In a recent post, “Zero Trust Is What?” I shared some background on how the web came into being and how it was built upon implicit trust.
In this post, the goal is to show how certain events have created a market in which success is measured in dollars, damages, or destruction, or, put another way, that cybercrime is big business. According to estimates from Statista’s Cybersecurity Outlook, the global cost of cybercrime is expected to surge in the next five years, rising from $8.44 trillion (USD) in 2022 to $23.84 trillion by 2027
First off let’s go back to the near past when only large businesses had servers, networks, and complex software. We know that has changed and now it is hard to find any business which does not depend upon computers for day-to-day operations. From this explosion of servers and data came an equal opportunity for cybercriminals to make money. From a business perspective, this threat landscape was “easy” as the entry points to all the computer resources were known and could be controlled by special purpose devices known as firewalls or network protection devices in addition to a firewall. Then came cloud computing and the entry points exploded. Almost overnight employees were connecting to company resources from everywhere, at any time with many devices.
Even before cloud computing was embraced the single lone hacker or cybercriminal was being augmented by nation-state actors and cybertheft corporations. (SIDEBAR – For those really interested in an in-depth analysis and description of nation-state actors I recommend checking out Assessing nation-state-sponsored cyberattacks using aspects of Situational Crime Prevention.) What has transpired as a result of these nation-state actors is a whole new commercial enterprise. Cybercrime as a Service (CaaS). The industry is segmented into five different verticals: Access as a Service (AaaS), Ransomware as a Service (RaaS), Bulletproof Hosting, Crowdsourcing, and Phishing as a Service.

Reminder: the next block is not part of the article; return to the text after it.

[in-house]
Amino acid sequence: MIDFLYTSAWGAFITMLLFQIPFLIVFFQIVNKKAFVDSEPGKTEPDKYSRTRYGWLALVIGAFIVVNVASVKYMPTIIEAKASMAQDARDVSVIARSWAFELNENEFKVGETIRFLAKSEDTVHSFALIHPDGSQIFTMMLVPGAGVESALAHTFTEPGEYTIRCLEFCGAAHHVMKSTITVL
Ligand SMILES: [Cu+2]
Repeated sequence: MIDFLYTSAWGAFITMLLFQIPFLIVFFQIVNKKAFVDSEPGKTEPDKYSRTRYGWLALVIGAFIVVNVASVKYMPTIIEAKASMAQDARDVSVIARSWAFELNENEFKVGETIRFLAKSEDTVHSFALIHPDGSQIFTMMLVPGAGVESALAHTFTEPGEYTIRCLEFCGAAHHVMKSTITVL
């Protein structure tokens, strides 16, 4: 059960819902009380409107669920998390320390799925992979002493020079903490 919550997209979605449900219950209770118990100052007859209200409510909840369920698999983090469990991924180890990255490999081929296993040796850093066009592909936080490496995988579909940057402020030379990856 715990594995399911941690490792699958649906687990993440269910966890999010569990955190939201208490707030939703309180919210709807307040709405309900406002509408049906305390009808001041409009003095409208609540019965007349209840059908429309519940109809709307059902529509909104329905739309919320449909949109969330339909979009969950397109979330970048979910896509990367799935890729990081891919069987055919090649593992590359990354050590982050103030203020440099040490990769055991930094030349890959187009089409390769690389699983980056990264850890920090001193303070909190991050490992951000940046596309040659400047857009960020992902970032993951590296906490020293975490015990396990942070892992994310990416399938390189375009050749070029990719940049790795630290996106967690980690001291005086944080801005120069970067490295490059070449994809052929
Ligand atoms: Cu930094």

Whew! That is a lot of information, and it can be confusing too!
The executive’s summary is this: Securing your business has changed from attempting to repel all attacks to validating identity in order to access information. Below is a diagram to show how this works:
The purpose of this diagram is to illustrate that nothing is trusted! Everything requires validation. The validation process is very strict and has no automatic exceptions. Anytime the validation process yields any result, aside from approval, that must be reported and investigated as it could be a sign of an attack or compromise.
Stay tuned! The next installment in this blog series will address the validation process and how that is more than just software in modern business today. If you have questions about cybersecurity for your business and how to implement a more secure model, reach out! We’d love to help.